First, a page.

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Personality Midterm Notes (lecture +textbook notes)

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Jessica Dere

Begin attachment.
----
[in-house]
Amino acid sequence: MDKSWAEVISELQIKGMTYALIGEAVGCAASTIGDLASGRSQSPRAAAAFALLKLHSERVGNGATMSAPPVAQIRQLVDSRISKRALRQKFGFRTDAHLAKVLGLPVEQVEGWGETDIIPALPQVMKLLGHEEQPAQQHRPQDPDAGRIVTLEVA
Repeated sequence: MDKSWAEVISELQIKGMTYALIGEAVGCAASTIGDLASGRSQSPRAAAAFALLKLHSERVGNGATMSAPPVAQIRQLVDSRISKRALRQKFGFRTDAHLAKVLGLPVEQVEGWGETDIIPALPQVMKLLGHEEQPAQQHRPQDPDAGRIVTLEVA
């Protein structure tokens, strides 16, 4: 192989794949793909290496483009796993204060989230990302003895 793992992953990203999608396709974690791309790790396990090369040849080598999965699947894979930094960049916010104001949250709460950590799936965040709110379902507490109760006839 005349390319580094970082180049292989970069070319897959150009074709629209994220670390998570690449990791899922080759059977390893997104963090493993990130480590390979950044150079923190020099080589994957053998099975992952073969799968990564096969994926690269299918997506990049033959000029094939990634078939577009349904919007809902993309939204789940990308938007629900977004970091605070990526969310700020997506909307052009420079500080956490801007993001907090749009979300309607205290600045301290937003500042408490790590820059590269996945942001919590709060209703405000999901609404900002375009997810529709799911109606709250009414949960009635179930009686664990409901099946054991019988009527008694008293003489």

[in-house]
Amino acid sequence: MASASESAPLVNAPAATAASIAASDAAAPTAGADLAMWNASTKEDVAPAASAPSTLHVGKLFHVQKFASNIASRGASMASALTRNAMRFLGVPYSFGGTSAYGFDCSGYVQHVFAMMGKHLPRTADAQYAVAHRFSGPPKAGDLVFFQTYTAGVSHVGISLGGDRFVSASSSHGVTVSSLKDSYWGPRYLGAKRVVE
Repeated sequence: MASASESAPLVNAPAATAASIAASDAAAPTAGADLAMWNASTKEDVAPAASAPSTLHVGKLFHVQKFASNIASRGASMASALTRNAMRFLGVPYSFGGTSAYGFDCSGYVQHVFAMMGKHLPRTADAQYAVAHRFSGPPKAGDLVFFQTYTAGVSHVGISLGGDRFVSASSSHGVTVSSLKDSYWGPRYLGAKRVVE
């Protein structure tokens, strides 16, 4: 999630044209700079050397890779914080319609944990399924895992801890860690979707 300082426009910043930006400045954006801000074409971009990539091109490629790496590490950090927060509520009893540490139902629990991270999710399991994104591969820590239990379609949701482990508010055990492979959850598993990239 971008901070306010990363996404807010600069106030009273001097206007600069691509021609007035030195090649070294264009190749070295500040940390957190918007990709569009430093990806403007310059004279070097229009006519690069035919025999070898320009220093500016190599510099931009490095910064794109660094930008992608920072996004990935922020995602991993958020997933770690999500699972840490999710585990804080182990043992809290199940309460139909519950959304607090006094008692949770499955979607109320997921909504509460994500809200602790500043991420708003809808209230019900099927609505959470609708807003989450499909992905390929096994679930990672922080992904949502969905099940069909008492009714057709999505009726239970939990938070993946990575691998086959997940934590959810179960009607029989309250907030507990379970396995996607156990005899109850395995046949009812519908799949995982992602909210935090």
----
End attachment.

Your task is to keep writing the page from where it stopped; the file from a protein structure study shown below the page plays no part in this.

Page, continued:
Personality (PSYB30) Winter 2014 Lec 1: Intro & Chapter 1: The Study of The Person Personality: An individual’s characteristic patterns of thought, emotion, and behaviour, together with the psychological mechanisms - hidden or not- behind those patterns” (p.5); An individual’s unique and relatively consistent patterns of thinking, feeling, and behaving Goal of personality psychology: explain the whole person in his/her environment  Since this is impossibility, researchers must limit their scope to certain kinds of obs/patterns and certain ways of thinking about these patterns in order to understand personality = basic approach aka paradigm Basic approaches to personality: A theoretical view of personality that focuses on some phenomena and ignores others.  aka paradigm: Reps a theoretic view of personality that focuses on some phenomena and ignores others 5 Basic approaches: 1) Trait approach: The theoretical view of personality that focuses on individual differences in personality and behaviour, and the psychological processes behind them; a) Focus on how people differ psychologically 2) Biological approach: The view of personality that focuses on the way behaviour and personality are influenced by (a) biochem , (b) evolution, (c)genetics, and (d) neuroanatomy; a) focus on understanding the mind in terms of the body 3) Psychoanalytic approach: the theoretical view of personality, based on the writings of Freud, that emphasizes the unconscious processes of the mind a) focus on the unconscious mind and internal mental conflicts 4) Phenomenological approach: the theoretical view of personality that emphasizes experience, free will, and the meaning of life. Closely related to humanistic psych and existentialism a) focus on the conscious experience of the world; Includes: humanistic approaches, and Cross-cultural approaches 5) Learning and cognitive (learning approach): the theoretical view that focuses on how behaviour changes as a function of rewards and punishment; aka behaviourism a) Social learning: focuses on how mental processes (observation and self-evaluation) determine which b are learned and how they’re performed b) Cognitive processes: focus on perception, memory, and thought  These approaches are not mutually exclusive, they generally address different questions  Ongoing debate about whether or not we could ever have a single theory of personality that captures everything (One Big Theory). Though the author believes it is best to have different theories that specialize in different aspects than one whole theory that is too broad.  Or do we need multiple theories/approaches, each of which do well at explaining their particular area of emphasis  Learning: a change in behaviour due to previous experience  Classic behaviourists focus on overt behaviour and the ways reward and punishment affect it. Lecture 1 (second part) & Chapter 2: Clues to PersonalitThe Basic Sources of Data How we study Personality  Collect data by addressing each part of the psych triad (thoughts, feelings and b)  Funder’s Second Law: There are no perfect data of personality; only clues which are always ambiguous  We need to address each part of the psychological triad (thoughts, feelings, and behaviours 4 data types/clues (ref. Table2.1) 1) S data: self-reports/ self-judgements people give of their own personality attributes or behaviour; a) usually questionnaires or surveys, and is the most common source of data in personality psych b) high on face validity (degree to which an assessment tool appears to measure what it intends to measure) because Qs on questionnaires, for example, while ask the same question using different phrases. Personality (PSYB30) Winter 2014 i) Eg) friendliness personality questionnaire will include items like: “I really like most people” and “I go to many parties”, to which they’ll answer T/F or they’ll rate it on a likert scale. Basically, the questionnaires asks “are you a friendly person” in different phrasings  FIVE Advantages: 1. based on large amount of info: assumption that people are the best expert of themselves and can provide info that no other means can 2. access to inner thoughts, feelings, and intentions (no one has access to these but you) 3. Some S data have definitional truth: data must be correct, because they are themselves aspects of the self- view  Eg) if you say you have high self-esteem, then you do- other’s opinion don’t matter  self-esteem: you’re the only one who can tell others what your self-esteem is like. Assuming you’re honest, you’re the only one who can give researchers this answer. 4. Causal force: self-perceptions may have important effects on b;  E.g.) self-verification: The process by which people try to bring others to treat them in a manner that confirms their self-relevant thought. If you think you’re friendly, then you’ll put effort to ensure others see you as such.  S-data’s important bc it reflects what you think of yourself AND it may be the cause of your behaviour 5. Simple and easy data: cost effective and easy to collect  THREE Cons 1. Maybe they won’t tell you  Info is made into S data ONLY if they’re willing to reveal it  Eg) unwillingness to reveal true intention behind their b 2. Maybe they can’t tell you: Can’t tell you bc imperfect mem, lack of self-insight, active distortion 3. Too simple and too easy: s data can often be overused due to its simplicity and low cost 2) I Data/ informant’s report: judgements by knowledgeable informants about general attributes of an individual’s personality. a) E.g. acquaintances, co-workers, fam members, clinical psychs etc b) Based on obs people in whatever context they know them from c) Used in daily life eg) ref letters, gossip  Pro  Based on a large amount of info  Based on many behavioural obs in many situations  Can collect judgements from multiple informants  Based on obs of b in real world  Not in lab situations, more likely to be relevant to important outcomes since it’s based on real world interactions  Based on common sense about what an individual’s b means  Informants filter behavioural observations through their common sense.  Through informants, final I data take into account the context and intention of the b  Two types of contexts are taken into account: 1) Immediate situation: The psychological meaning of a behaviour can change as a function of the situation that prompted it. Eg) you'll have diff conclusions on someone someone yells at someone who brushed them in a crowd, vs at someone who intentionally hit their car. 2) Intent behind the one’s behaviour can be given an informant who knows them well a) E.g. if a generous person gives their enemy a gift, it can be seen as a peace offering. But if a sneaky person givers their enemy a gift, it can be seen as a manipulative scheme of some sort.  Definitional truth: certain aspects of personality are defined by how others see you (e.g. charm, likeability) Personality (PSYB30) Winter 2014  You can’t rate how charming you are because charm exists in the eyes of others. To assess your own charm, you need to recall whether other have reacted to you in ways that insinuate such a trait.  Thus, I data are generally better than S data for predicting outsomes like academic achievement and occupational success, both of which depend on how one is evaluated by others  Causal force: I data reps a person’s reputation, which can have important effects on their b and outcomes  To a certain degree, people become what others expect them to be  Expectancy effect: when others expect you to act a certain way, you end up acting that way. Aka Behavioural confirmation  Cons  Limited b info: informants may only know a person in a specific context – thus you get an incomplete picture of target person  Lack of access to private experience  Inner mental life (hopes and dreams) can only be revealed via I data only to the extent that they have been revealed to someone else.  Error: more likely to remember more extreme events than ordinary events, and thus infer a general personality trait where none may actually exists; mem is imperfect  Bias: systematic errors, due to disliking someone, prejudices, etc 3) L data: life outcomes a) Verifiable, concrete, real-life outcomes/facts that may hold psychological significance  The result or “residue” of personality rather that a direct reflection of personality itself eg) marital status, criminal record, education level, work experience  Eg) a person low on conscientiousness will perform less well at work and be less likely to be promoted. Their L data of annual income will be a lower number.  Can be collected in many diff ways: records etc  Facebook can be used to collect L-data.  The content of one’s fb page or twitter is a direct reflection/residue of what they’ve done, thus providing L data.  Pro:  Objective and verifiable  Information can be looked up for verification. Thus L data are objective and specific. eg) background checks, marital, and health status  Intrinsic importance  L data are significant bc they constitute exactly what the psychologist needs to know  The goal of every applied psychologist is to predict, and have a positive effect on, real-life outcomes (criminal b, employment stat, school, etc) of their clients.  Hence, L data = RL outcomes  L data = one’s professional existence for example  Psychological relevance  L-data are significant bc they are strongly affect by, and uniquely informative about, psychological variables.  There are real-life outcomes that psychologists want to focus on.  Eg) the L-data “40yo never married” = reliable marker of psychopathology. Though it is L data again which will give this context. For example, working in a signle sex workplace, economically unstable, or other goals.  CON:  Multidetermination  L data is influenced by too many factors to reveal much, by themselves, about one’s psychology Personality (PSYB30) Winter 2014  L data can be influenced by many diff factors, including many factors that aren’t psychological (SES, friends, debt etc)  a psychologist can predict a particular outcome from psychological data only to the degree that the outcome is psychologically caused. L data are psychologically caused only to a small degree  Personality is only ONE piece of a whole picture 4) B data: behavioural observations/direct observations of another’s b that are translated directly or nearly directly into numerical form. a) Can be gathered in 2 contexts: i. Naturally a) Based on real life b) Methods of gathering B data naturally i) Old method had participants right down exactly what they were doing once their pager beeped. Recently: P carry handheld computers and enter their reports directly to a database ii) An acquaintance reports on specific b of target person. Though the researcher must beware of biases in the accounts due to mixture of B data w/ S data or I data (since the report will be from participant or acquaintance) (1) Eg) people exaggerate about themselves on self-reports, but acquaintances will iii) Electronic activated recorder (EAR) (1) Digital audio recorder P carries around. It samples sounds w/in their surrounding env periodically. R then records P’s activities (laughing, tv, talking etc) iv) Observe p in fake natural setting = eg) nursery school w/ one-way mirror allows children to act normally, and researchers to take notes w/out affecting them with their presence c) Pro: realistic d) Con: costly in resources and time; the context that you wish to observe may rarely occur; the participant is the one who makes the actual behavioural observation, not the psychologist So b-data from lab settings are more common ii. Contrived (laboratory b data). 3 types: a) Experiments: make a situation happen and record b, seeking to recreate real-life contexts. i) Eg) measuring how long it will take for P to leave a room filling with smoke ii) Allow us to see how people react to very subtle aspects of a situation, and the b measured can reveal patterns (1) Eg) a study primed old people with gray, wise, bingo, lonely, retired, wrinkle, puzzles, florida. Those + primed walked down the hall faster than those primed with stereotypical old people prime. b) Certain personality tests: tests that are designed to see how a person responds to questions o stimuli, not just what they say about themselves. Eg) Rorschach picture i) Minnesota Multiphasic Personality Inventory (MMPI) – most used. P answers T/F to statements ii) Projective test (1) Thematic apperception test (TAT): The projective test that asks P to make up stories about pictures (2) Rorschach: A projective test that asks P to interpret blots of ink c) Physiological measures: physiological measurements of the biological “behaviour” of an individual (e.g., HR, BP, brain activity)  Pro  Range of contexts: can create all kinds of situations in the lab and researchers can present P w/ stimuli and observe their reactions, as opposed to waiting for that reaction to occur naturally  Appearance of objectivity: tend toward high reliability and precision since researcher is observing them directly. though subjective judgements must still be made (e.g. Rorschach – researcher must interpret the interpretation of P)  Con Personality (PSYB30) Winter 2014  Uncertain interpretation: behaviours may be precisely measured but behaviours may not mean what we think they do  We need other types of data to interpret that b sometimes  A problem with the delayed- gratification test is what if the child does not like the treat so much, so they don’t wait too long. Or what if they do, so they wait. The author retests this test using the child’s favourite candies and he in the delayed gratification test, the child’s ability to wait, until the adult returns, for a better treat is a greater indicator of their ability to cooperate and abide, and not so much their ability to withhold inner desire. Mixed types of data  Personality data often do not fit into only one category  Wide range of possible types of data, that combine and mix the four basic types  Any type of data has advantages and disadvantages No perfect clues  There are only clues, and clues are always ambiguous (p55)  It is most useful to collect multiple types of data  Consistent findings using different types of data increases your confidence in the results  Triangulate  Discrepancies between types of data can be interesting and informative Two examples of personality research  Looking at fb profiles as clues to personality  Looking at word usage as clues to personality January 15: Lec2, Ch3: Research Methods in Personality Psychology Outline 1. Data Quality: Reliability, Validity, and Generalizability 2. Research design: case method, experimental method, correlational method 3. Statistical significance 4. Research ethics Objectives 1. What are some basic research methods and statistical concepts that are particularly important in personality psychology? 2. What is the difference between scientific education and technical training? 3. What are reliability, validity, and generalizability? 4. What are some basic ethical issues in psychological research? Emphasis on methods  Research methods are centrally important  Focus on developing and improving hypotheses, and less focus on listing facts  Focus: seeking new knowledge Scientific Education vs Technical Training Technical training: focuses on teaching what is already known about a topic, so that this knowledge can be applied Scientific education: Teaching what is known AND also how to find out the unknown  Learning how to explore the unknown (ie. Research)  Essential to research is gathering data Research Quality  Vary in quality; Two aspects of quality are: “is it reliable?” and “are the data valid?” and is it generalizable? (lec) Personality (PSYB30) Winter 2014 Reliability: (a)The tendency of a measurement instrument to provide basically the same information on repeated occasions; (b) getting the same results more than once; (c) refers to the accuracy, dependability, consistency, or repeatability of results  Measurement error aka error variance: The variation of a number around its true mean due to uncontrolled, essentially random influences;  Measures with high reliability have lower measurement error  All measures include some error. We must minimize this  If true score is 90%, Error = 10; true score=65%, error=35 4 Factors that undermine reliability  4 general factors can lead to greater measurement error, thus interfering w/ the reliability of the measurement 1) Low precision of measurement a) Mistakes in recording of data, scoring, or data entry lowers reliability b) Need to make measurements exactly and carefully as possible 2) State of the participant a) Participants’ response or behaviour may be influenced by factors that have nothing to do with the study i) Eg) sickness, fatigue, distraction, mood, etc. b) If they aren’t themselves that day, their results would probably be different than if they participated another day 3) The state of the experimenter a) Experimenter might treat certain participants differently, influencing the results b) Certain participants may respond differently to the experimenter, based on age, gender, etc. c) Experiment’s state (e.g. unrested and therefore inattentive, mood etc) may affect the experiment/ data d) BF Skinner use a skinner box in order to stimulate a controlled environment to study his animal subjects; though to research humans, we need them to interact w/ other h 4) The environment a) The setting in which the study takes place can impact the results in unexpected ways i) E.g. temperature, noise outside, air quality 4 factors that enhance reliability 1) Be careful with all research procedures a) Helps achieve precision b) e.g.) double-check measurements; checking system for data entry, etc.; proofreading data sheets, and ensuring the procedures for scoring data are clearly understood by everyone 2) Use a Constant/ standardized procedure or protocol a) Have a script for running the study b) Use the same procedure for all participants c) Careful training of all research assistants: Explicitly explain procedures even if they appear obvious on paper d) Senior researcher(s) should periodically check to make sure protocol is being followed 3) Measure something that is important and not trivial a) Experimental procedures which engage participants = reliable data i) People’s responses about a topic they care about are more likely to be reliable than for a topic they don’t care about since the answer doesn’t mean much to them b) Measurement of very specific, trivial variables is less likely to be reliable than measurement of big, important variables i) Eg) degree of extraversioness (important variable) vs whether the subject is talking w/ someone at a given time (narrow trivial variable) 4) Aggregation (or averaging) a) Averaging across multiple measurements of something is more reliable than a single measurement b) Allows random influences to cancel each other out c) Especially important if you want to predict behaviour Personality (PSYB30) Winter 2014 i) Any single instance of a behaviour can be influenced by many factors Validity: the degree to which a measurement actually reflects what one thinks or hopes it does  Refers to the meaning and usefulness of data; Does the measurement tool measure what it is supposed to measure?  In order to be valid, a measure has to be reliable  A measure needs to give you the same info every time in order for it to be valid info  But: a reliable measure is not necessarily valid  You can measure something very consistently, but not actually measuring what you think you are. So reliability is a nexassary but insufficient condition for validity Constructs: something that cannot be directly seen or touched, but which affects and helps to explain many different things that are visible (by methodologists Lee Cronbach and Paul Meehl)  E.g. intelligence, extraversion, narcissism, gravity, etc.  No one has seen or touched intelligence, but it affects many aspects of b and performance (like test scores and RL achievements)  How can we know if we have a valid measure of something we cannot see? Construct validation: the strategy of establishing the validity of a measure by comparing it to a wide range of other measures (thought to measure a similar construct)  Use as many different measurements as you can of the construct you are interested in, and see which ones hang together  Eg) different measures consistently point to the same people as high on extraversion Generalizability: The degree to which a measurement or result applies to other tests, other situations, or other individuals  asks, “To what extent do the results generalize?”  To modern psychometricians, It’s a broader concept that includes reliability and validity Gender bias  Historical use of all male samples  60s: normative for American psychological researchers to gather data from all male Ps.  Currently: greater proportion of female participants in undergrad samples; and females are more likely to volunteer and attend on time.  Problematic bc we are generalizing data from these “willing males” who are actually different from the majority of males who don’t participate. People who participate in research vs. those who don’t  Shows vs. No-shows  If these two groups differ in systematic ways, what are the implications for the generalizability of research findings  Research P may often not be rep of the general pop Cohort effects  The tendency of a group of people living at a particular time in history to be different from those who lived earlier or later  Eg) line of research sugg. Current cohort of young adults in the U.S. endorse more “narcissistic” characteristics that previous cohorts (Twenge et al., 2008) Socio-demographic university  most psychology research is based on white, middle-class, university/college students WEIRD participants (Henrich et al., 2010):  western, Educated, Industrialized, Rich, Democratic  Authors review literature on topics that have been largely assumed to be psychological universals  Examine the extent to which WEIRD people are representative of the rest of the world Personality (PSYB30) Winter 2014  To what extent can we generalize results from research with WEIRD people to the rest of human beings?  The behavioural science database is drawn from a very narrow slice of humanity  In top journals of six sub-disciplines of psychology, from 2003 to 2007:  68% of participants came from the U.S.  96% of participants came from Western industrialized countries (North America, Europe, Australia, Israel)  In a recent review of the Journal of Personality and Social Psychology:  67% of American samples were composed purely of undergraduate students in psychology courses  70% of all psychology citations come from the U.S.  Psychology researchers often assume that their findings generalize to all of humanity  Findings are often implicitly presented as universal  This is particularly problematic because WEIRD people are in fact not very representative of the rest of the world  There are exceptions, topics where there is careful cross-cultural work  Multiple examples of how WEIRD people differ from other groups  e.g., Visual perception, economic decision-making, self-concept, individualism, etc.  American undergraduates also differ from the larger American population  It is worth keeping these analyses in mind when learning and thinking about psychological findings, including in personality psychology  Ongoing efforts in psychology to expand sample diversity, recognize the limitations of the current approach Research Design  Every research project requires a basic plan, or research design. Three basic types: 1) Case Method: closely studying a particular event or person of interest in order to find out as much as possible  Can offer explanations of particular events, general lessons, suggest scientific principles, and generate hypotheses  A number of famous examples in the history of psych  Advantages:  Tend to describe whole phenomena, not just isolated variables  Can capture a lot of complexity  Source for ideas and new hypotheses  Is sometimes necessary in certain scenarios (no other method possible)  Disadvantages:  No control - Cannot determine which factors or variables are important or not to understanding the case  Require additional confirmation, often using other methods 2) Experimental: A research technique that establishes the causal relationship between an independent variable (‘x’) and a dependent variable (‘y’) by randomly assigning participants to experimental groups characterized by differing levels of ‘x’, and measuring the average behaviour ‘y’ that results in each group.  Key characteristic: experimental manipulation or control of the independent variable(s)  You can then examine the difference b/w the experimental groups using statistical tests, to determine whether or not the group difference Is larger than would be expected by chance  Did the experimental manipulation have an impact? 3) Correlational: A research technique that established the relationship between two variables by measuring both variables in a sample of participants.  Cannot determine any causal relationship between the variables, but only the strength of their relationship  Correlation is not causality Experimental Methods vs. Correlational Method  Both methods are interested in the relationship between variables Personality (PSYB30) Winter 2014  The experimental method manipulates the hypothesized causal variable, while the correlational method simply measures it w/out manipulation  Only experiments can examine causality  Funder: the two methods are not as different as they are often made out to be  Experiments are often presented as the better method, but this is not always the case.  Uncertainty about the actual experimental manipulation  Can be quite artificial, removed from real life  Sometimes experiments are simply not possible.  e.g., We cannot experimentally manipulate personality traits.  The two types of methods can complement one another  Often need both to get a more comprehensive understanding of a topic  Experiments can determine whether or not one variable can affect another.  Correlational studies can show to what extent variables are related to one another, in the real world. Representative design:  Are The results representative of what happens beyond the lab?  A less addressed concern: “Is there generalizability across stimuli and responses?”  Eg) would a different method produce the type of response?  Using rep designs ( solves this issue): Research should be designed to sample across the domains to which the investigator will wish the generalize the results  Eg) a study of the effect of anxiety on performance should include several different ways to induce anxiety and several different measures of performance Significance Testing  A statistically significant result = a result that would be unlikely to appear due to chance alone.  Statistical significance: a result that would only occur by chance less than 5% of the time Null-hypothesis significance testing (NHST) I don’t understand 87  “What are the chances that we would have found this result, if nothing were really going on?”  Null hypothesis: no relationship between the variables Selected limitations  Statistical significance does not necessarily mean important or meaningful  Significance is impacted by sample size  p < .05 is an arbitrary rule of thumb  Non-significant results are often interpreted as “no result” Effect sizes  Ongoing debate in psychology regarding significance testing and methods for determining “significance”  Move towards the use of effect sizes: An index of the strength of the relationship between variables  More meaningful than p-level  Recommended by APA Correlation Coefficient: the most commonly used measure of effect size  Not only used in correlational studies  Can be used to describe the strength of results from different kinds of studies  A number between -1.0 and 1.0 Personality (PSYB30) Winter 2014 Research Ethics  A fundamentally important topic, that requires more time to fully discuss  Must be well-understood before carrying out any psychological research  A few key points, relevant to personality psychology  Need to consider the potential uses of psychological research findings  Does potential harm outweigh potential good?  Are there topics that are “too risky” to investigate?  Truthfulness throughout the research process is crucial  Honesty and transparency in data collection, analysis, reporting  Trust among researchers and with the public is fundamental to the research endeavour  Deception: Telling research participants something that is not true  Usually used in order to help make the research realistic or appropriate for investigating the particular topic  Involves debriefing afterwards: Explaining the real purpose of the study, the role of the deception, making sure participants understand the protocol and the use of deception  A controversial topic in psychological research  Carefully reviewed by research ethics boards  Funder (textbook author) takes a strong stand against deception  Most researchers likely take a compromise position  Usual arguments in favour of deception:  Participants always provide informed consent  It usually does no harm  It is required in order to study certain topics or scenarios  Arguments against deception:  Consent is not really informed if there is deception involved  Deception can harm the credibility of psychology  There should be real-world scenarios in which to study particular topics (i.e., deception is not absolutely required)  Can deception be justified?  Who, if anybody, might be harmed by the use of deception in research?  Milgram experiments  What does the video suggest about the potentially longstanding effects of using deception? Personality (PSYB30) Winter 2014  Although the Milgram experiments would most likely not receive ethical approval today, might more subtle forms of deception still leave lasting effects? Objectives  What are some basic research methods and statistical concepts that are particularly important in personality psychology?  What is the difference between scientific education and technical training?  What are reliability, validity, and generalizability?  What are some basic ethical issues in psychological research? Jan 22: Lec 3, ch4: Trait Approaches: Personality Traits, Situations, and Behaviour Outline Trait approach The person-situation debate Personality and life outcomes Reconciling personality and situation Objectives 1. What are some defining characteristics of the trait approach to personality? 2. What is the question at the heart of the person-situation debate? 3. What is the current state of the literature regarding the person-situation debate? 4. What types of life outcomes does personality help to predict? 5. How can personality psychologists reconcile the personality trait perspective with the situationist perspective? The Trait Approach to Personality  Tends to fit with our everyday descriptions of people in our lives...  She’s helpful, He’s generous, She’s absent-minded, He’s self-centred  The trait approach in personality psychology is based on empirical research  Mostly from correlational studies  Emphasis is placed on accurate measurement of traits  Ultimate objective is for traits to be able to predict behaviour  This approach focuses on individual differences  This focus can be both a strength and a weakness  Strength: Attempt to understand how people differ, compare people to one another  Weakness: Tend to neglect aspects of personality common to all people, and also the ways that each individual is unique  “Every man is in certain respects (a) like all other men, (b) like some other men, (c) like no other man.” (Kluckhohn & Murray, 1961, p. 53, as cited in Funder, 2012, p. 108)  The trait approach focuses on (b) -- the ways in which every person is like some other people.  Focus on properties of personality that can help us to group people  Traits represent the building blocks of personality.  Some definitions:  A characteristic of a person that makes that person unique, with a unique style of adapting to stimuli in the world  Personality characteristic that makes one person different from another and/or that describes an individual’s personality  Continuous dimension that an individual can be seen to possess to a certain degree  However, how meaningful can traits be if people behave inconsistently on a regular basis?  Underlines the person-situation debate  A fundamental challenge to the trait approach: Personality (PSYB30) Winter 2014  If People are inconsistent, Personality traits are not the only factors that influence behaviour  So, Situations matter too  Is it possible that personality traits do not really exist?  Perhaps if People are so inconsistent and traits don’t predict b, then perhaps traits are either unimportant (bc situations are so powerful) or even non-existent  Is it really all about the situation? The Person-Situation Debate  Important debate that began in the late 1960s  Fundamental question:  What is more important for determining what people do, the person or the situation?  questions the importance/existence of personality traits  These psychs are called: Situationists vs. Personality trait theorists VIDEO  Example of a situationist perspective by Dr. Sam Sommers, social psychologist   How we react to the world is driven by situations  We rely on personality; but understanding the people are more than just personality = greater insightfulness  Uses the bystander effect to exemplify of how powerful the situation/context is over traits  Thus, context/situation is very important to understanding events and people  Though, this guy is a social psych, a field that is focused on how people interact. Thus, to personality psychs, traits are still important. Back to The Person-Situation Debate  An important debate, because it gets at the very question of how we think about personality  Are people all basically the same, and different behaviour is all guided by situations?  Or do people have some stable personality defined by a set of traits, even if they behave inconsistently at times?  That we can still have a stable personality despite the fact b = inconsistent Three main parts to the “situationist” argument: 1. Predictability: Traits are not very good predictors of behaviour 2. Situationism: Situations are more important than traits in determining behaviour 3. Common perceptions of people based on personality traits are flawed Predictability  There is an upper limit to how well one can predict what a person will do based on any measurement of that person’s personality, and this upper limit is low.  It’s a low maximum for predicting b.  Thus, Traits cannot predict behaviours well enough to be useful  Correlations between traits and behaviours tend not to exceed .30 or .40 Response from Trait Proponents 1. The early literature review of situationists was selective and unfair  Inconsistency in the literature, difficult to summarize into one position 2. Methodology issues  The 0.40 limit may be due to poor methodology  The research can be improved, to show that traits are even more important  More “real-world” studies are needed for stronger correlations  Focus more on behavioural trends rather than single instances of behaviour Personality (PSYB30) Winter 2014  Bc we may have an off day. So we need to study them longitudinally 3. A correlation of .40 is not small  Such a correlation between a trait and a behaviour suggests that knowing the trait will predict the behaviour with 70% accuracy. Thus, .40 isnt that low  How does .40 compare to the correlation between situations and behaviour? Situationism  Argument: Situations are more important than personality traits in determining behaviour  well do situations determine behaviour? Examining SiTuationism 1. Often, situationists simply assume that situations explain everything that personality traits do not  e.g., If conscientiousness explains 20% of the variance of a certain behaviour, than situational factors must explain 80%.  But this is Faulty logic bc Says nothing about what aspects of the situation are important  Doesn’t take into account other individual factors, other traits, and doesn’t take into consideration the “situation” (how it plays a role) 2. Social psychological experiments offer results that can provide a better examination of the impact of situations on behaviour.  e.g., different versions of the Milgram obedience to authority experiments  Review of this literature by Funder and Ozer (1983) found correlation coefficients between situation and behaviour of .36 to .42  Examining SiTuationism (s26)  Hurry (situational V) vs helping (b V) = negative correlation; the more you are in a hurry, the less likely you are to help  Obedience (sv) vs isolation of victim (bv) = positive correlation; milgrim shock study  The size of the correlation coefficients are very similar when looking at traits and situations in determining behaviours  Both personality and situations are important determinants of behaviour The Third Situationist Argument  If traits are not very useful, then personality assessment is not worthwhile and our common intuitions about people (which assume that personality matters) are fundamentally flawed.  The fundamental attribution error: Tendency to focus on internal factors rather than external factors to explain other people’s behaviour  Situations say we do this when we explain people. Response From Trait Proponents 1. The effects of personality traits on behaviour are large enough to be perceived accurately 2. The important of personality traits is reflected in our everyday language  So we shouldn’t label people as flawed bc we tend to describe people in that manner 3. Personality traits are useful for predicting and understanding important life outcomes  Personality has info to give us info about broader things in life VIDEO:  “It’s the Situation, Not the Person”  What might trait proponents say in response to this story?  What is it that drove her to change the environment  She needed a caring trait in order to want to change the layout of her office so her employees would feel that they have her whole undivided attention  What could be another way to interpret the story, that might support the role of personality traits? Personality (PSYB30) Winter 2014 Personality and Life Outcomes  Personality is important on more than just theoretical grounds  Personality is linked to important life outcomes  Health, well-being, relationships, career success, etc.  Review by Ozer and Benet-Martínez (2006): Personality and the Prediction of Consequential Outcomes  Used the Big Five framework to examine the link between personality traits and important life outcomes across a number of domains Big Five: 1. Extraversion 2. Agreeableness 3. Conscientiousness 4. Neuroticism 5. Openness Ozer & Benet-Martínez (2006) looked at three different types of outcomes: 1. Individual 2. Interpersonal 3. Social/institutional Personality and individual outcomes Happiness and subjective well-being (SWB)  Personality is a strong predictor of most components of SWB  People with high extraversion + low neuroticism have higher SWB:  See situations in more positive light  Less responsive to negative feedback  Tend to discount opportunities that are not available to them Physical health and longevity  Extraversion (seeking out social connections) and conscientiousness predict longer lives  Low agreeableness (hostility) predicts poorer physical health and earlier mortality  Different processes by which personality may be linked to health outcomes: 1. Personality traits are associated with certain factors that can cause disease  e.g., hostility is linked with sympathetic nervous system activation that is associated with coronary artery disease 2. Personality traits may lead to certain behaviours that protect or diminish one’s health  e.g., Extraversion is associated with more social relationships and support, which are linked to better health outcomes 3. Personality traits are related to the successful use of coping behaviours and adherence to treatment  e.g., conscientiousness vs. neuroticism Psychopathology  Different sets of personality traits have been linked to certain psychological disorders  Higher openness and lower conscientiousness linked to substance abuse disorders  Higher neuroticism is linked to anxiety disorders  Higher neuroticism with low extraversion is linked to depression  Personality disorders are largely seen as extreme expressions of personality traits  Neuroticism has the strongest relationship with personality disorders  Personality and Interpersonal Outcomes Peer and family relationships  Low agreeableness (hostility) and low extraversion (withdrawn) are associated with rejected peer status among children Personality (PSYB30) Winter 2014  Extraversion appears to be the most important predictor of social popularity, status, and social acceptance for adults Romantic relationships  Neuroticism and low agreeableness are predictors of negative relationship outcomes (e.g., relationship dissatisfaction, conflict, dissolution)  Conscientiousness and agreeableness have been shown to predict satisfaction among dating couples  Extraversion has been shown to predict satisfaction among married couples Personality and Social/Institutional Outcomes Occupational choice and performance  Different personality traits are related to different broad occupational interests  Extraversion: social and enterprising interests  Agreeableness: social interests  Openness: investigative and artistic interests  Conscientiousness predicts job performance in all occupational types that have been studied  Some other traits have more narrow links to job performance  e.g., agreeableness is important when teamwork outcomes are examined  Extraversion and low neuroticism (emotional stability) are valuable for understanding how people feel about their work  Both are associated with job satisfaction and organizational commitment Political attitudes and values  Openness is found to be negatively correlated with conservative political beliefs and right-wing authoritarianism  Growing literature on the role of personality traits in the political process  e.g., role of voters’ own personalities and their perceptions of candidates’ personality Volunteerism and community involvement  Extraversion and agreeableness are positively associated with various measures of prosocial behaviour and volunteerism  Extraversion linked to helpfulness  Agreeableness linked to empathy towards others Criminality  Low conscientiousness (low constraint/low impulse control) and high neuroticism (negative emotionality) have been linked with antisocial behaviour and criminal behaviour  Ozer and Benet-Martínez (2006) focus on the general pattern of association between broad personality traits and important life outcomes  Do not provide effect sizes in their review  Are not necessarily claiming that personality effects are “large”, but rather that:  “personality effects are ubiquitous, influencing each of us all the time, and when aggregated to the population level such effects are routinely consequential” (p. 416).  Conclusions of their paper: “Arguments about whether personality is consistent over time an